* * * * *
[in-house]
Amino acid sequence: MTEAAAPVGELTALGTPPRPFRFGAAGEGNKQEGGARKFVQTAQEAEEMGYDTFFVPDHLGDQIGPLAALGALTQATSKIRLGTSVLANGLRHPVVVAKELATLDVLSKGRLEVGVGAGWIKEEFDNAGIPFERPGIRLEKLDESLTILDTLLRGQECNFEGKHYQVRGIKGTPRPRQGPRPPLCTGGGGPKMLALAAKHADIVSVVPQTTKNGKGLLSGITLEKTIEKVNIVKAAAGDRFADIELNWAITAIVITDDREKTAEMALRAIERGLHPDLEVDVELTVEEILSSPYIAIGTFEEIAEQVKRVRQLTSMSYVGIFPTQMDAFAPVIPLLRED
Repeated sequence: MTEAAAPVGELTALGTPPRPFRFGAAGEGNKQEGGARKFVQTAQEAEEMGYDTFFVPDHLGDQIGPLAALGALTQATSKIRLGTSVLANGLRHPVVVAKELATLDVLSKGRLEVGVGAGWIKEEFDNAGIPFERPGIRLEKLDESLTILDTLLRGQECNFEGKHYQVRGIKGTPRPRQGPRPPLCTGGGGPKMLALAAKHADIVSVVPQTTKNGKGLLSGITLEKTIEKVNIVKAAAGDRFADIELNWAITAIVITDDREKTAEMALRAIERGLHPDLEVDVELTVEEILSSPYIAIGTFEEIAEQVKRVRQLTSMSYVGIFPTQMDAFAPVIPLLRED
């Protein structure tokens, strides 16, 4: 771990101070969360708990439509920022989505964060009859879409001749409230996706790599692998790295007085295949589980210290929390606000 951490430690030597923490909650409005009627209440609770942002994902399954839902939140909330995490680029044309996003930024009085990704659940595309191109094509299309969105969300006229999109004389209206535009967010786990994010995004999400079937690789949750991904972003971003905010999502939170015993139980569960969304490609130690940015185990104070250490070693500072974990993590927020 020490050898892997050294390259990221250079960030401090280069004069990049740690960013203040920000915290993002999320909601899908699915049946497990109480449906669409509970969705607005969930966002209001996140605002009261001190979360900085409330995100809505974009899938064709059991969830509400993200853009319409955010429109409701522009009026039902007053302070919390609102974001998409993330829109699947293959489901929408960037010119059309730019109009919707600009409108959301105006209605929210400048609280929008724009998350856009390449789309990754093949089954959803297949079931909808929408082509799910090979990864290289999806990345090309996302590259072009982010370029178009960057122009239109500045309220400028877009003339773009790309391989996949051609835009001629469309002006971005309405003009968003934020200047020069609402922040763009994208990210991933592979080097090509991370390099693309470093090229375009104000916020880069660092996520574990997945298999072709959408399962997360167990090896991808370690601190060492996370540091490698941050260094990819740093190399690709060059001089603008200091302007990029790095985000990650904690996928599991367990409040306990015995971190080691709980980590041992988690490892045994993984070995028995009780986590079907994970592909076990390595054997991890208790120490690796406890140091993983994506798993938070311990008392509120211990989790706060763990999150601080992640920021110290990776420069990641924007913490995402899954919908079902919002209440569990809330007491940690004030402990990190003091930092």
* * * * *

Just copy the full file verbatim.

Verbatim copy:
[in-house]
Amino acid sequence: MTEAAAPVGELTALGTPPRPFRFGAAGEGNKQEGGARKFVQTAQEAEEMGYDTFFVPDHLGDQIGPLAALGALTQATSKIRLGTSVLANGLRHPVVVAKELATLDVLSKGRLEVGVGAGWIKEEFDNAGIPFERPGIRLEKLDESLTILDTLLRGQECNFEGKHYQVRGIKGTPRPRQGPRPPLCTGGGGPKMLALAAKHADIVSVVPQTTKNGKGLLSGITLEKTIEKVNIVKAAAGDRFADIELNWAITAIVITDDREKTAEMALRAIERGLHPDLEVDVELTVEEILSSPYIAIGTFEEIAEQVKRVRQLTSMSYVGIFPTQMDAFAPVIPLLRED
Repeated sequence: MTEAAAPVGELTALGTPPRPFRFGAAGEGNKQEGGARKFVQTAQEAEEMGYDTFFVPDHLGDQIGPLAALGALTQATSKIRLGTSVLANGLRHPVVVAKELATLDVLSKGRLEVGVGAGWIKEEFDNAGIPFERPGIRLEKLDESLTILDTLLRGQECNFEGKHYQVRGIKGTPRPRQGPRPPLCTGGGGPKMLALAAKHADIVSVVPQTTKNGKGLLSGITLEKTIEKVNIVKAAAGDRFADIELNWAITAIVITDDREKTAEMALRAIERGLHPDLEVDVELTVEEILSSPYIAIGTFEEIAEQVKRVRQLTSMSYVGIFPTQMDAFAPVIPLLRED
């Protein structure tokens, strides 16, 4: 771990101070969360708990439509920022989505964060009859879409001749409230996706790599692998790295007085295949589980210290929390606000 951490430690030597923490909650409005009627209440609770942002994902399954839902939140909330995490680029044309996003930024009085990704659940595309191109094509299309969105969300006229999109004389209206535009967010786990994010995004999400079937690789949750991904972003971003905010999502939170015993139980569960969304490609130690940015185990104070250490070693500072974990993590927020 020490050898892997050294390259990221250079960030401090280069004069990049740690960013203040920000915290993002999320909601899908699915049946497990109480449906669409509970969705607005969930966002209001996140605002009261001190979360900085409330995100809505974009899938064709059991969830509400993200853009319409955010429109409701522009009026039902007053302070919390609102974001998409993330829109699947293959489901929408960037010119059309730019109009919707600009409108959301105006209605929210400048609280929008724009998350856009390449789309990754093949089954959803297949079931909808929408082509799910090979990864290289999806990345090309996302590259072009982010370029178009960057122009239109500045309220400028877009003339773009790309391989996949051609835009001629469309002006971005309405003009968003934020200047020069609402922040763009994208990210991933592979080097090509991370390099693309470093090229375009104000916020880069660092996520574990997945298999072709959408399962997360167990090896991808370690601190060492996370540091490698941050260094990819740093190399690709060059001089603008200091302007990029790095985000990650904690996928599991367990409040306990015995971190080691709980980590041992988690490892045994993984070995028995009780986590079907994970592909076990390595054997991890208790120490690796406890140091993983994506798993938070311990008392509120211990989790706060763990999150601080992640920021110290990776420069990641924007913490995402899954919908079902919002209440569990809330007491940690004030402990990190003091930092």